Sound Design, character acting, composition, 5.1 mix encoded into Dolby PLII.
Here’s another cutscene work print with a full sound design and mix treatment. There is a magical “temporal” explosion happening in the background while the foreground is primarily dialog and a few SFX. 5.1 mix encoded into Dolby PLII. The vocal treatment for the possessed Yanus was a variation of the pre-verb technique; reversing the content, running the reversed content through some reverb and recording it, reverse the reverb print and playing it back in sync with the original content. This gives a great ‘ethereal’ quality to voices. But I wanted to convey more of a possession or occupied-by-evil sound so I didn’t reverse the original content when I recorded the reverb. The result is that there’s still that reversed reverb sound but also a speaking-in-tongues feel to it.
Sound Design, Foley, 5.1 mix encoded into Dolby PLII
This is my mix of the Midway logo movie. I was asked to create an alternate ending for the HD version of the logo. While I was doing that, I was so annoyed by the over-used distorted swooshes that seem to be used for every game publisher logo I decided to remix the whole thing. I wanted to use a wider frequency range so as the logo flies in there’s a low filter sweep bass element and the movement of the individual graphic elements are highlighted by processed knife shwings and whooshes. The ‘Midway’ shake of the logo has some elements in it that allude to some of their more popular titles, but it’s so short it’s hard to pick them out. Regardless, it has an interesting detail that I like.
Sound Design, 5.1 mix encoded into Dolby PLII
This is a more subtle mix and sound design example. The graveyard night ambiance is a composite of some field recordings that I did in Eastern Washington. One of the layers is significantly pitched down and the frogs take on a nightmare cow kinda feel. The music is typical of my eerie mood compositions, with the obligatory church bell to connote ‘graveyard’.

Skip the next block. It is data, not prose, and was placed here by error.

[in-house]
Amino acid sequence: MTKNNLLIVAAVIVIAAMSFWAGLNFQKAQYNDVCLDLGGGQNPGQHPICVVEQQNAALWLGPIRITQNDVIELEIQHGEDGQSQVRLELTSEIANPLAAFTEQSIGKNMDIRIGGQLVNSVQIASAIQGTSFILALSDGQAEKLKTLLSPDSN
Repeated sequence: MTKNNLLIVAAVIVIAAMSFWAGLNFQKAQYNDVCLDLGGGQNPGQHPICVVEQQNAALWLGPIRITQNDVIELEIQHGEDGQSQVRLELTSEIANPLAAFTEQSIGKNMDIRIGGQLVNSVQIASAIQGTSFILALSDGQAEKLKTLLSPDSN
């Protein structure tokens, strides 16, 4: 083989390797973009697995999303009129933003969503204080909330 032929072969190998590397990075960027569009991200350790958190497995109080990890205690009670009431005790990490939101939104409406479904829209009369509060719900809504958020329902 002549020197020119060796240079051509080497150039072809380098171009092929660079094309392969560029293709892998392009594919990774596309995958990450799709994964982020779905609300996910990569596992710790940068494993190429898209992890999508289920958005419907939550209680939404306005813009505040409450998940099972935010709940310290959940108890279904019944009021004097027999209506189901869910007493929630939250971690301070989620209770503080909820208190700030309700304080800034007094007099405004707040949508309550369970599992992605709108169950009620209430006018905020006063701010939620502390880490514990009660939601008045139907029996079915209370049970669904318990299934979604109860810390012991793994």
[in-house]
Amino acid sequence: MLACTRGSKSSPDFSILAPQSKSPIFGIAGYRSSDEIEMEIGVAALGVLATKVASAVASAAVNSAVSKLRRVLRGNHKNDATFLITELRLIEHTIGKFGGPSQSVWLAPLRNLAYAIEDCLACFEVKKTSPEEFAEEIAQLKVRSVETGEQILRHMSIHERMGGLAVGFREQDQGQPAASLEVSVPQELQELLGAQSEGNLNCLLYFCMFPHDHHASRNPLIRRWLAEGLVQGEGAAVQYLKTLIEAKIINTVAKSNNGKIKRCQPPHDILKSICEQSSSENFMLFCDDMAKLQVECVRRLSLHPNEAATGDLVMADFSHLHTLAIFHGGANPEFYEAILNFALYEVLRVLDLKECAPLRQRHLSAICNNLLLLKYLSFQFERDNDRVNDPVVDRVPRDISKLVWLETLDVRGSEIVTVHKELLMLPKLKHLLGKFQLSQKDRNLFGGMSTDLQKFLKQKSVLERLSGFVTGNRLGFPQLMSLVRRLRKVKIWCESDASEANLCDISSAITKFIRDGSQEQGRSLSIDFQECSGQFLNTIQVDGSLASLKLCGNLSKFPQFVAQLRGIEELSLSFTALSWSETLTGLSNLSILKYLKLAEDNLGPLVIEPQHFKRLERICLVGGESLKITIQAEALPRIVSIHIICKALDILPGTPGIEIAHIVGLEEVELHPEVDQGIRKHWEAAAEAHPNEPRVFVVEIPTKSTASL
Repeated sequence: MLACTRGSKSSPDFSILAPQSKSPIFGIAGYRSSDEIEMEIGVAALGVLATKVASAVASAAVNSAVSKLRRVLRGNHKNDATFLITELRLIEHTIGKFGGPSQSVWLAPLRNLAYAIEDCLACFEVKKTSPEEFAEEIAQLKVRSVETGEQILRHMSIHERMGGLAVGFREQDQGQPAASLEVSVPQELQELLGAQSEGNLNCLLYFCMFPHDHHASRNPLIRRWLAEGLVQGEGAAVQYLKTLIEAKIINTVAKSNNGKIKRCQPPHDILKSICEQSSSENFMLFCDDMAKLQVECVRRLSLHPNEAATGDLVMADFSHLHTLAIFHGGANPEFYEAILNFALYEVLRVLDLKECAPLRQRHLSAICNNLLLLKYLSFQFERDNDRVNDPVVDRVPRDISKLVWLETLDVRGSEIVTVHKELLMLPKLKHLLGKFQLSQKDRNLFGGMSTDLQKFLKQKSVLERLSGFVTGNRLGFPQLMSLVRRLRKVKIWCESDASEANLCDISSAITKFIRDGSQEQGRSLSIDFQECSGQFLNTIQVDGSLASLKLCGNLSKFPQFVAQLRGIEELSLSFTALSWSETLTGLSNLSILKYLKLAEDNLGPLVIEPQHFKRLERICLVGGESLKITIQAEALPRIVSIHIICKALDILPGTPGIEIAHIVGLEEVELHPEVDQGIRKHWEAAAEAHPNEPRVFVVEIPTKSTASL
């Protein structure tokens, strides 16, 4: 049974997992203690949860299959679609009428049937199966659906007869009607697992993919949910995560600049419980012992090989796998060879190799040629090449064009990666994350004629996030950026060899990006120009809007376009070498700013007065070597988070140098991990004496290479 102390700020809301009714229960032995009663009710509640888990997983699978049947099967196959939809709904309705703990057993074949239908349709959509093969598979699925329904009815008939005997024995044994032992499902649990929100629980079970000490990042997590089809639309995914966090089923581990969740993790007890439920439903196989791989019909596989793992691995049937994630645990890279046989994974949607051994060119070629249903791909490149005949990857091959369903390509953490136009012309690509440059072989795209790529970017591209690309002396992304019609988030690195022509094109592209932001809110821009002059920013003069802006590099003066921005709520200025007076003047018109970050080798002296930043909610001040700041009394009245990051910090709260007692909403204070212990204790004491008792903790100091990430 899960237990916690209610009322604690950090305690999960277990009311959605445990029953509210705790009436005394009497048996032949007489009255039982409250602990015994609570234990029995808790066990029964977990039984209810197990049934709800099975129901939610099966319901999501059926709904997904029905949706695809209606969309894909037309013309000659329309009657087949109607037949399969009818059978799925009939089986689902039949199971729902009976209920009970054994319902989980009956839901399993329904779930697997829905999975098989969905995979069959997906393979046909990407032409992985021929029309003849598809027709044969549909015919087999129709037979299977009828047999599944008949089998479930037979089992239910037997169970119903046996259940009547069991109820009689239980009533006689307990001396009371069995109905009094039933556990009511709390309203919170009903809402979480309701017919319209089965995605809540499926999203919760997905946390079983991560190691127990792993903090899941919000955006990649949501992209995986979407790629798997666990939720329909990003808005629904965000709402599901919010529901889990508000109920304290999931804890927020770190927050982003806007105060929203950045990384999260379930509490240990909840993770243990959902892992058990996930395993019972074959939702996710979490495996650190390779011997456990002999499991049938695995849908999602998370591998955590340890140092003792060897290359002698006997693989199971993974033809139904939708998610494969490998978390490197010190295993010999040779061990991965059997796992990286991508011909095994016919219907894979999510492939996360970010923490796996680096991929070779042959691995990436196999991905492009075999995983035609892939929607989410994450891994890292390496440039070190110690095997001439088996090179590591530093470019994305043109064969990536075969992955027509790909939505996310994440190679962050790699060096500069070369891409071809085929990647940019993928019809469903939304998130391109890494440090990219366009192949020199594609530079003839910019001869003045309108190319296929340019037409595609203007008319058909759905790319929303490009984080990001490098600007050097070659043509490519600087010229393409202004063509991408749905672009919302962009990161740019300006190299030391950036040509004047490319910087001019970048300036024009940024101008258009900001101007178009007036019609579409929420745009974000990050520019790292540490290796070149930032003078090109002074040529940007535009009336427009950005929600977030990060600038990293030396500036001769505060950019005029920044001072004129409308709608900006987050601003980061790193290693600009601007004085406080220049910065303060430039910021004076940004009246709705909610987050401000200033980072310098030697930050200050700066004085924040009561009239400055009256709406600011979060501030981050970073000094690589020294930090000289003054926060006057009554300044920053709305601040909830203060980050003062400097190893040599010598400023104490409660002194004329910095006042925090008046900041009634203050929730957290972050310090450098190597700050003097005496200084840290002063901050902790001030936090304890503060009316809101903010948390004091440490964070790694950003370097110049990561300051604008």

Sound design, composition, 5.1 mix encoded into Dolby PLII
This is one of the cutscenes I did for Crystal Dynamics on contract. I did all of these scenes using Sony Vegas so I could transfer them back to the developer and they could render out the scenes for each localized language by replacing the dialog track. This also allowed me to work to rough renders while animators could continue to make tweaks to the scenes and the developers could make any timing adjustments in-house. There were a number of visual FX elements that were not able to be rendered for these work prints so I had to be a bit more imaginative in designing my sounds. This turned out to be rather inspirational for the FX artists and they were creating the visuals to my sounds instead of the other way around.
They provided the raw dialog plus any assets that needed to be the same as the in-game sounds (Spirit Forge background, core Reaver elements). Note the classic ‘pre-verb’ treatment I used on Ariel’s voice to create an ethereal but comforting feel.
Sound design, 5.1 mix encoded into Dolby PLII
This is the Evil Dead themed logo movie I did for Cranky Pants Games. I wanted to reinforce the slapstick nature of the scene so I ‘Mickey Moused’ the music to act as the main sound design element. Classic piano scale run up to the impact, and then a vari-pitched synthetic gong patch to mimic the dizzy hand crawling into the hole. Imagine me with paper-clips taped to my fingers to Foley the hand’s movements. The dangling ‘y’ was another collaborative riff that happened between me and the animator. It is always refreshing when I can contribute not only accompaniment but actually help shape the overall creative direction.
Sound design, Foley, composition, 5.1 mix encoded into Dolby PLII